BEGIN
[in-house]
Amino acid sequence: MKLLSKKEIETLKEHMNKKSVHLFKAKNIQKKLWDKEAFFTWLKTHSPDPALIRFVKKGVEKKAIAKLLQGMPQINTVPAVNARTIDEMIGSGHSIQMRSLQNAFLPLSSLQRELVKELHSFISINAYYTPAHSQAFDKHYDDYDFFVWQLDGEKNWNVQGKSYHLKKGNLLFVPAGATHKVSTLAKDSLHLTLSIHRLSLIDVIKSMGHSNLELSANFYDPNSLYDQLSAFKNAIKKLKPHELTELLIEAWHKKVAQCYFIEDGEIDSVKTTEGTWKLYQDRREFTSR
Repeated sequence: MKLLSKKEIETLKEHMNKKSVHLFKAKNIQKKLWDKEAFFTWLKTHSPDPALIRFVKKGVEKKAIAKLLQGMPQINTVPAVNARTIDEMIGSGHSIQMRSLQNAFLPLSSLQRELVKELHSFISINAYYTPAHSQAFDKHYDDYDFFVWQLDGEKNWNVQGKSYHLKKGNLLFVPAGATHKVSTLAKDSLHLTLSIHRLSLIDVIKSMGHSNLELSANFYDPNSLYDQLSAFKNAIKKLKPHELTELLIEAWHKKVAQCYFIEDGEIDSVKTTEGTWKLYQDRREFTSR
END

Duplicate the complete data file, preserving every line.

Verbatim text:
[in-house]
Amino acid sequence: MKLLSKKEIETLKEHMNKKSVHLFKAKNIQKKLWDKEAFFTWLKTHSPDPALIRFVKKGVEKKAIAKLLQGMPQINTVPAVNARTIDEMIGSGHSIQMRSLQNAFLPLSSLQRELVKELHSFISINAYYTPAHSQAFDKHYDDYDFFVWQLDGEKNWNVQGKSYHLKKGNLLFVPAGATHKVSTLAKDSLHLTLSIHRLSLIDVIKSMGHSNLELSANFYDPNSLYDQLSAFKNAIKKLKPHELTELLIEAWHKKVAQCYFIEDGEIDSVKTTEGTWKLYQDRREFTSR
Repeated sequence: MKLLSKKEIETLKEHMNKKSVHLFKAKNIQKKLWDKEAFFTWLKTHSPDPALIRFVKKGVEKKAIAKLLQGMPQINTVPAVNARTIDEMIGSGHSIQMRSLQNAFLPLSSLQRELVKELHSFISINAYYTPAHSQAFDKHYDDYDFFVWQLDGEKNWNVQGKSYHLKKGNLLFVPAGATHKVSTLAKDSLHLTLSIHRLSLIDVIKSMGHSNLELSANFYDPNSLYDQLSAFKNAIKKLKPHELTELLIEAWHKKVAQCYFIEDGEIDSVKTTEGTWKLYQDRREFTSR